Black History Month began as Negro History Week, established in February 1926 by historian Dr. Carter G. Woodson (1875-1950). Dr. Woodson, a Harvard graduate who was born to former slaves, was concerned that African American history had been ignored in U.S. educational curricula. He inaugurated Negro History Week to recognize African Americans’ role in the shaping of the nation’s history. Black History Month is an opportunity to honor the lives and achievements of African Americans. The month of February was chosen because it coincided with the birthdays of Black abolitionist Frederick Douglas, President Abraham Lincoln and Langstron Hughes.
Frederick Douglas Born Frederick Augustus Washington Bailey. He was an American abolitionist, women's suffragist, editor, orator, author, statesman and reformer. Called "The Sage of Anacostia" and "The Lion of Anacostia", Douglass is one of the most prominent figures in African-American and United States history. In 1872, Douglass became the first African American nominated as a Vice Presidential candidate in the U.S., running on the Equal Rights Party ticket with Victoria Woodhull, the first woman to run for President of the United States. Feb 14, 1818 – Feb 20, 1895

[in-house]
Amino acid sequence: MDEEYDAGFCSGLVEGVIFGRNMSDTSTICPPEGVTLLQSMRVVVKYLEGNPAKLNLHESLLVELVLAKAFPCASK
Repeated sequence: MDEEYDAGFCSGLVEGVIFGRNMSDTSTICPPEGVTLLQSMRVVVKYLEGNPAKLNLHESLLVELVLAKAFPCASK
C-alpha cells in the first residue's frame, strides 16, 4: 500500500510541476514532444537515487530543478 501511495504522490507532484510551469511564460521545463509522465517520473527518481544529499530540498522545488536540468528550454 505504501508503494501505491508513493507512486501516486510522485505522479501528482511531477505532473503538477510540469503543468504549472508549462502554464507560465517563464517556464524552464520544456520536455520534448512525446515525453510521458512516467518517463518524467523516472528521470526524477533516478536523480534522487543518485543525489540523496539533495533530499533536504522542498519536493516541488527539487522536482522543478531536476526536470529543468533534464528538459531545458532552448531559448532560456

Abraham Lincoln 16th President of the United States. He successfully led the country through its greatest internal crisis, the American Civil War, preserving the Union and ending slavery. As the war was drawing to a close, Lincoln became the first American president to be assassinated. Before his election in 1860 as the first Republican president, Lincoln had been a lawyer, an Illinois state legislator, a member of the United States House of Representatives, and twice an unsuccessful candidate for election to the U.S. Senate. Feb 12, 1809 - April 15, 1865
Langston Hughes James Mercer Langston Hughes, best known as Langston Hughes, was an American poet, novelist, playwright, short story writer, and columnist. Hughes is known for his work during the Harlem Renaissance. Feb 1, 1902 – May 22, 1967
Art Art explores the origins of the soul Breathing life into the dead Forming expressions mutely untold Erasing frowns with smiles instead Art gathers peoples together Of every race and tongue Converts stress to a feather With a little artwork life was begun… - Anonymous